Wednesday, January 27, 2016

Pulling the Pin

"Pulling the pin" is a railroad term that means to uncouple. It's an ancient term going back to the beginnings of railroading.

Early couplers were simple.  The first standard was a link that was held to each car with a pin held in place by gravity.  Some nice pictures illustrating the link and pin coupler are here:

The knuckle coupler which could automatically couple was invented after the Civil War and was the new standard by the end of the 19th Century.  It has a "pin", also held in place by gravity, that locks the coupler knuckle in the closed position.  Sometimes the pin is lifted from the top (right side, below), sometimes it's lifted from the bottom (left side, below).

But, it's still called a pin, and when you "pull the pin", you uncouple the cars.

"Pulling the pin", is also used as slang for going home at the end of the day, or for retiring.   

I am "pulling the pin" on January 29th, 2016.  

I asked for, and received, one last freight train ride.  On January 20, 2016, I rode train 212, an Atlanta to Croxton NJ intermodal trains, from Atlanta up to Greenville, SC.  Here are some pictures and impressions.

By random chance, the lead locomotive was the NYC heritage unit, an EMD SD70ACE.  The only thing better than this would have been the Conrail unit.   The train was about 5000 feet long and didn't have any multilevels on the head end this day.  The crew plus road foreman and me boarded the consist and maneuvered into the forwarding yard where a yard crew tacked the train together with a couple cuts recently pulled from the intermodal ramp.

The yard has quite a few powered and signalled switches, so getting through the yard tracks to the main at the yard limit was fairly quick.  We stopped only once for the utility man to hang a pre-tested and linked EOT on the the last car and it was off to the races.  We departed Inman yard at roughly 6:00 AM and quickly zipped though suburban Atlanta at rush hour.  It was a bit unnerving that there were so many cars waiting at every road crossing along the way.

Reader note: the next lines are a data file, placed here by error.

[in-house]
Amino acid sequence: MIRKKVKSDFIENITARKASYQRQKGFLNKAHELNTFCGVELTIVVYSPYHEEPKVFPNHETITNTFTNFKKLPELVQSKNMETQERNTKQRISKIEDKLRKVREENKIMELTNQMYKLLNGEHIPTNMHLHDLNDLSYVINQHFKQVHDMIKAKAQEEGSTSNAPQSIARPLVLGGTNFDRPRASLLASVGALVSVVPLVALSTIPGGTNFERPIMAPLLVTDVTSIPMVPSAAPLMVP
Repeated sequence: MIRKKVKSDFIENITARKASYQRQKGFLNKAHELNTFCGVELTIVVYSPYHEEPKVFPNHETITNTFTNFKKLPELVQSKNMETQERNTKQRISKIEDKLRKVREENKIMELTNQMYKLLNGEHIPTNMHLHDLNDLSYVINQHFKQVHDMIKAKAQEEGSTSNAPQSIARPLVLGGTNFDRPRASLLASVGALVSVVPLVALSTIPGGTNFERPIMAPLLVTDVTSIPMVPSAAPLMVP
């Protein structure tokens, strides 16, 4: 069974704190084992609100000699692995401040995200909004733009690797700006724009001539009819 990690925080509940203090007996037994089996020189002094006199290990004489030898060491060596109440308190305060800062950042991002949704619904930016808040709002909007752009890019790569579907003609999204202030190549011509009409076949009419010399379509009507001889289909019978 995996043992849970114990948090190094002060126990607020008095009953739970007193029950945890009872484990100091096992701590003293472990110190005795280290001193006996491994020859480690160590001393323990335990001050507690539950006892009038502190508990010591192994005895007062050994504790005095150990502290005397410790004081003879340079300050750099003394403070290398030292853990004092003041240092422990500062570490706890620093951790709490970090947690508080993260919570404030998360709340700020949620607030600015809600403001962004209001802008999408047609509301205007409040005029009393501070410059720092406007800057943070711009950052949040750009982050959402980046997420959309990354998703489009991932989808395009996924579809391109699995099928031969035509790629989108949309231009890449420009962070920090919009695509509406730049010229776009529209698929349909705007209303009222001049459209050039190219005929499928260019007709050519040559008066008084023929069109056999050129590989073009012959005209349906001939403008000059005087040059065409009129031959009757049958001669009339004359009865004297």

"Diverging Clear" for us on the new PTC compliant signals 

211 zips by at track speed

Here we are meeting 211 on a stretch of double track.  211 was following a very late Amtrak 19 (The Crescent) just north of Toccoa.

Creeping by the surfacing gang in SC.

There was a rail gang, plus a surfacing gang out this day, as well as a bridge timber gang.  We got through all three work zones in pretty good order and arrived in Greenville at 10:30.  I would have ridden another train back to Atlanta if it weren't for the track work. The timber gang was getting big slot of time and the trip back would have been greatly delayed.

The locomotive had an isloated "Whisper" cab and a nice climate control system.  It was warm and comfortable the whole time.  The noise level was very low and the ride was pretty smooth with not much jiggling.  Sometimes the cab would bounce a bit on the rubber suspension, but that just made picture taking a bit tough.  All in all, it was a far cry from riding an old SD40-2.

I stepped off in Greenville and deadheaded back in a jitney, but the train continued on toward Croxton NJ.  

I've "pulled the pin" and am headed to the enginehouse.  My "day" of work is done, but Norfolk Southern continues on.



  1. Congratulations, Mr. Oltmann. I hope this will not mean that you will disappear from this blog and others (F. Frailey).


Your turn!